By TaxJ

What’s in a name? If this were the case I’d also go for federalism: shared powers between central government and its component or constituent political subdivisions. Only, I won’t call it federalism. Also, I won’t refer to the political subdivisions as states. Instead I’d call them as they are: provinces and chartered cities. It may not be constitutionally mandated, but it is allowed.

Sharing powers with lgu’s rather than states is not just about being able to work within the parameters of the 1987 Constitution. It has its intrinsic merits. It is doable now or anytime, it is less expensive and disruptive, and it can go for the fruits promised by federalism while deflecting the dangers poised upon our poor country be federalists. Senator Nene Pimentel says that his federalism will cause the speedy development of the entire country by unleashing the forces of competitiveness among the States. Nothing is farther from the truth. The real competition is between and among cities and municipalities, not even among provinces. Most businesses are either city or town based. It is there where businesses get their permits. States cannot and should not alter this arrangement.

Val Abelgas disputes the Senator’s claim in his article entitled The Folly of Federalism, thus: “It will create additional layers of bureaucracy that will lead to even more red tape, corruption and confusion. Businessmen and investors will be the most adversely affected as they will have to contend with conflicting and confusing laws from various states/regions. Can you imagine 11 states with their own agencies on commerce and industry, housing, health, transportation, education, etc. and the federal government having its own, too, all with their own sets of rules?”

Another claim by Senator Pimentel is that his federalism will dissipate the causes of rebellion in the country, Mindanao in particular. The opposite is true. His kind of federalism will enhance the causes of rebellion in the country: poverty through failed governance. The shift towards federalism is so expensive and disruptive that it will aggravate the sufferings of our people leading to further destabilization. It will eat up resources that otherwise could go towards poverty alleviation.

In an article entitled Financing Federalism Leonor Magtolis-Briones wrote: “Students of public finance have been pointing out that the creation of an additional layer of government—namely the state—will inevitably lead to higher levels of expenditures. This is because the machinery of the states has to be maintained, along with that of the federal government and the local government units. Pressure for higher levels of expenditures will inevitably lead to pressure for increased levels of taxes.” This concern does not even mention the added cost of maintaining 75 Senators and 350 Congressmen. Senator Nene Pimentel probably thinks that we are overjoyed with the antics of our do nothing Senators and Congressmen that he wants to create and create more and more of them!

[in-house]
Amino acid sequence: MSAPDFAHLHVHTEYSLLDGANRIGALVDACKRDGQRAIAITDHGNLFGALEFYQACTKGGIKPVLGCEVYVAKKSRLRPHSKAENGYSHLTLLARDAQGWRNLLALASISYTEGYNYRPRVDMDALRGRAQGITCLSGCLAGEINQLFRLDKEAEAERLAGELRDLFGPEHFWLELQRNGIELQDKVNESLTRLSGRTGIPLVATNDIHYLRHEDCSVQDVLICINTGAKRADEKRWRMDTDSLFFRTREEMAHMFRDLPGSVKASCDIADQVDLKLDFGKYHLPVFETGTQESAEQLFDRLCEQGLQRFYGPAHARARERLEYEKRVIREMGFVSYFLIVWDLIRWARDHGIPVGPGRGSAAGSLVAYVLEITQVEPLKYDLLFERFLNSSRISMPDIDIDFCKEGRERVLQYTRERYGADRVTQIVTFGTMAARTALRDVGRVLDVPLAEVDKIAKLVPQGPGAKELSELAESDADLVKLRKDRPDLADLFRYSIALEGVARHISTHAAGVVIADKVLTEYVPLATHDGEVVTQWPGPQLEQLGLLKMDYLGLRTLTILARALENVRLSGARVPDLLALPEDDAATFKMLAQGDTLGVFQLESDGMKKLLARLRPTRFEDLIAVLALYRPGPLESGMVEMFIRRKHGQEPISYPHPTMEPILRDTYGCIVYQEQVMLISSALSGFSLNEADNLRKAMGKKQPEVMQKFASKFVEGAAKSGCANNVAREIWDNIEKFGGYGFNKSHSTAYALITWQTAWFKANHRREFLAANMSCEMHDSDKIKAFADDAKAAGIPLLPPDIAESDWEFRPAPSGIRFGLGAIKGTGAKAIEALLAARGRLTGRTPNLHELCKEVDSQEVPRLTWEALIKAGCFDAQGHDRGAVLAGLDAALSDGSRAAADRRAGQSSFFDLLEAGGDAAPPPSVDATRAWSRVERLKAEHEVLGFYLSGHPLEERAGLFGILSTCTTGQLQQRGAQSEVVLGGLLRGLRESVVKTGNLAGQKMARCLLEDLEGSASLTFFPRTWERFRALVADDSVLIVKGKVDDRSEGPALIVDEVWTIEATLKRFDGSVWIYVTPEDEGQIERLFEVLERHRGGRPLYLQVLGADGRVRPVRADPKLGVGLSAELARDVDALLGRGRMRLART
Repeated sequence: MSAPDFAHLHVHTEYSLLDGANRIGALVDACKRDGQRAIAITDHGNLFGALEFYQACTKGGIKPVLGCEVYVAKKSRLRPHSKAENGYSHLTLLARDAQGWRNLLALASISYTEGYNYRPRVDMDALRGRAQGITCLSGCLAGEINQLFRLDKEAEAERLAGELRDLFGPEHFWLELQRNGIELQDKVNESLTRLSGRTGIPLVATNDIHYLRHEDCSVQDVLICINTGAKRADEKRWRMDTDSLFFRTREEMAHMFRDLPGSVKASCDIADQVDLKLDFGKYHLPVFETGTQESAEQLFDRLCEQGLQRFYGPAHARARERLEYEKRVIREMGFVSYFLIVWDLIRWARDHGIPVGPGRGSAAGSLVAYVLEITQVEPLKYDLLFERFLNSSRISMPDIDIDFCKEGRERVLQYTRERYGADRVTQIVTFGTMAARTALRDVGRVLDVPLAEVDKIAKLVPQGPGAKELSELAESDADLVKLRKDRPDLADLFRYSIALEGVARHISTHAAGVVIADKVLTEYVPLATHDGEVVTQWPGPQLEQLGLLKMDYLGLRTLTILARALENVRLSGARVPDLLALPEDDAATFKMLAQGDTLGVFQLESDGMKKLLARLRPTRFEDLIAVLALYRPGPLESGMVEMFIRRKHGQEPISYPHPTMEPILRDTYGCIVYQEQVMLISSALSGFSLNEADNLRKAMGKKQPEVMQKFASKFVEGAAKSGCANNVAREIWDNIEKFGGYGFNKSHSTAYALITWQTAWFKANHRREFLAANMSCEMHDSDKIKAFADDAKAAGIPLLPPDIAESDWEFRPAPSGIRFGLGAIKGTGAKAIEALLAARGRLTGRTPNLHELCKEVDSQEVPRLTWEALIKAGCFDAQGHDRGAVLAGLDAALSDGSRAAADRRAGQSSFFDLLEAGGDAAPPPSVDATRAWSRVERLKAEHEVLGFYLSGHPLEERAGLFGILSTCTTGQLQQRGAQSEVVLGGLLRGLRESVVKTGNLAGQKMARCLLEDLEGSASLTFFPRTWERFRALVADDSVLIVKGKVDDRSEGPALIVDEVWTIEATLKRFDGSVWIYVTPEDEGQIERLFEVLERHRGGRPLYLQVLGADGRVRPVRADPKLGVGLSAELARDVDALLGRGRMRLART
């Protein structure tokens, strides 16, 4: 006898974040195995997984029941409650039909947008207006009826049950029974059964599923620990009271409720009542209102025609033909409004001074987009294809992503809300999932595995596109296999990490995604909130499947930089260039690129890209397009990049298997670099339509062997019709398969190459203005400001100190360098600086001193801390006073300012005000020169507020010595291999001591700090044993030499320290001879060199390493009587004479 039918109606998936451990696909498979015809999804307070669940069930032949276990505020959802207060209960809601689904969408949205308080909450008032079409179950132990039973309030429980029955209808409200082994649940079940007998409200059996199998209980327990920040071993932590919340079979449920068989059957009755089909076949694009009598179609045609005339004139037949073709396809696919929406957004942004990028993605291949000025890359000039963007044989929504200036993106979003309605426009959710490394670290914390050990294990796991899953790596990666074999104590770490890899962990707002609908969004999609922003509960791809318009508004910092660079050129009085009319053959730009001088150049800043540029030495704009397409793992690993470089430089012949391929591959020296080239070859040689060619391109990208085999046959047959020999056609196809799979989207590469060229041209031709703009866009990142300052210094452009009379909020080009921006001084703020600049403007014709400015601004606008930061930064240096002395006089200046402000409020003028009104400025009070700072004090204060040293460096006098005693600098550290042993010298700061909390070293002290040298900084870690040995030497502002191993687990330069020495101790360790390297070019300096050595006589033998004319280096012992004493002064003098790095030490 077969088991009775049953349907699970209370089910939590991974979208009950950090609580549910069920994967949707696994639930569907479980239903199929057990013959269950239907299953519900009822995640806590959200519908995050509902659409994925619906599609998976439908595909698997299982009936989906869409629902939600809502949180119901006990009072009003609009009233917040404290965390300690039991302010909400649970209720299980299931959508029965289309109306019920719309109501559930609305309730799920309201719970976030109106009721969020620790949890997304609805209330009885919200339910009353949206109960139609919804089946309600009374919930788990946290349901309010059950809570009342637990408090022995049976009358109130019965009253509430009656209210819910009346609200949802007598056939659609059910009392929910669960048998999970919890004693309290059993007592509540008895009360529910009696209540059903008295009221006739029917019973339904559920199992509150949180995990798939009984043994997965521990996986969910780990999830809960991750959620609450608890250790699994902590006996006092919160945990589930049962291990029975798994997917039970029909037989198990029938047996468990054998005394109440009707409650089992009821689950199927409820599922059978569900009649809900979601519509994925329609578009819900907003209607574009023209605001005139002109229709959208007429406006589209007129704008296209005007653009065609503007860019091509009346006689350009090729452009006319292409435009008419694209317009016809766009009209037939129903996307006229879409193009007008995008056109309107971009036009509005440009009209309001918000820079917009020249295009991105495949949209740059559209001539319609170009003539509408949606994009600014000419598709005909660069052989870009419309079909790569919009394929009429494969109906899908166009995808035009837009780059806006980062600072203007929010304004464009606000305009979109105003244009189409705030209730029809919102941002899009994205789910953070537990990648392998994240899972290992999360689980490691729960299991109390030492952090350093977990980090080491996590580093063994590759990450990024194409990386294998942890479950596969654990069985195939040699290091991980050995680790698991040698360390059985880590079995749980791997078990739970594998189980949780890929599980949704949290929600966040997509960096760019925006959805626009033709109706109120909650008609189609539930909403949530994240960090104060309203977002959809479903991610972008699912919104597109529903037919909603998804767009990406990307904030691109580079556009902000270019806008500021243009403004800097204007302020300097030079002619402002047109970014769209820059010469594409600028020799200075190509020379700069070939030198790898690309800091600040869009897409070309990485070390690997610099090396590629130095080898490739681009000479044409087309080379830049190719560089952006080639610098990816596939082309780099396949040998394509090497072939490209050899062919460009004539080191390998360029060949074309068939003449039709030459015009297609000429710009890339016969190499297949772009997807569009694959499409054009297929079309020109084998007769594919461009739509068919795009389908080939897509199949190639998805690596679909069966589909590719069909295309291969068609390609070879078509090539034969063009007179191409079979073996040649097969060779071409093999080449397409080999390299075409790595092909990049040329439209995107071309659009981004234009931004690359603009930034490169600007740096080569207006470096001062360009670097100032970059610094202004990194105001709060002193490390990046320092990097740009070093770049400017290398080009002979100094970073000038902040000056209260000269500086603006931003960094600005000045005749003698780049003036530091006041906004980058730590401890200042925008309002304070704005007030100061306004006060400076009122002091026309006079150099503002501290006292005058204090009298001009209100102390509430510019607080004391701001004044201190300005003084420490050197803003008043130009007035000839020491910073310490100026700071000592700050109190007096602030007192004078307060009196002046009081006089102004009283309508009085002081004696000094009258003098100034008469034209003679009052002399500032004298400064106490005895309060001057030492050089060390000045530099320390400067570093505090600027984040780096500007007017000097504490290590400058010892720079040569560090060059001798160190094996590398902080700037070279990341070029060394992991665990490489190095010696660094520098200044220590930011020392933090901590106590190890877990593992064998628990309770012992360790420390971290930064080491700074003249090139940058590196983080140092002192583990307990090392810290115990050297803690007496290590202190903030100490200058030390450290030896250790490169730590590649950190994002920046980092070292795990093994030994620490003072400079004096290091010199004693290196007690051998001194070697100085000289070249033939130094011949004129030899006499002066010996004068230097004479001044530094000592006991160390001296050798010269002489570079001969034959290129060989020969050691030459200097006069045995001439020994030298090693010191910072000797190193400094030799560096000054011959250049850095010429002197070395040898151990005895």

It not just federal financing that will aggravate the causes of rebellion. Mere creation of states also will. It will create diversity and conflict where there is none. I believe in unity in diversity. But creating a union to create diversity is another thing. This is what happens when provinces are formed into a state. To be able to understand this point better, please take a look at the proposed State of Northern Luzon. It shall comprise the provinces of llocos Norte, llocos Sur, La Union, Pangasinan, Batanes, Cagayan, Isabela, Nueva Vizcaya, Quirino, Abra, Apayao, Benguet, Ifugao, Kalinga and Mountain Province, and all the cities, municipalities and barangays therein. Until provided otherwise by the State Legislature, Tuguegarao City shall be the capital of the State.  Wait ’til Ilocanos and Pangasenenses start fighting it out for the state’s attention!

But nothing so bad will happen in Luzon and in the Visayas compared to what Mindanao would go through if it tries to organize and operate a Muslim state. I don’t know why anyone would promote the organization of a state based on religion, more so if it is done at gunpoint. I would not want theocracy for even the worst of my enemies. I would not will it for Muslims or Christians. I shudder at the specter of another MOA-AD, a version far more bloody than one can ever imagine. It is bad enough that we have ARRM but it is tolerable, being a mere autonomous region. The Muslim problem sprung from years of government apathy and neglect. It is a condition shared with them by Christian settlers. It is neither political nor religious. It is economic, stupid!

It appears now that federalism has the support of ULAP and other LG bodies probably because of the 20/80 sharing being dangled as bait by Senator Nene Pimentel. They can see the figures, but not the hook and line! History will be repeating itself once more. When Congress devolved the functions of agriculture, social, and health services, it conveniently forgot to provide the necessary funds. So the national agencies remain awash with funds, the poor devolved personnel had to make do with what local officials can manage to give them. Now it is made to appear that the LGU’s will get more funds from federalism. Actually they would be getting less because the states will have the final say on the allocation of funds, not Senator Nene Pimentel. This time it will be the states that will control the purse, not the central government. So federalism’s promise of giving people a chance to chart their own destinies is a myth. Provinces are the better venue for such pursuits, not states.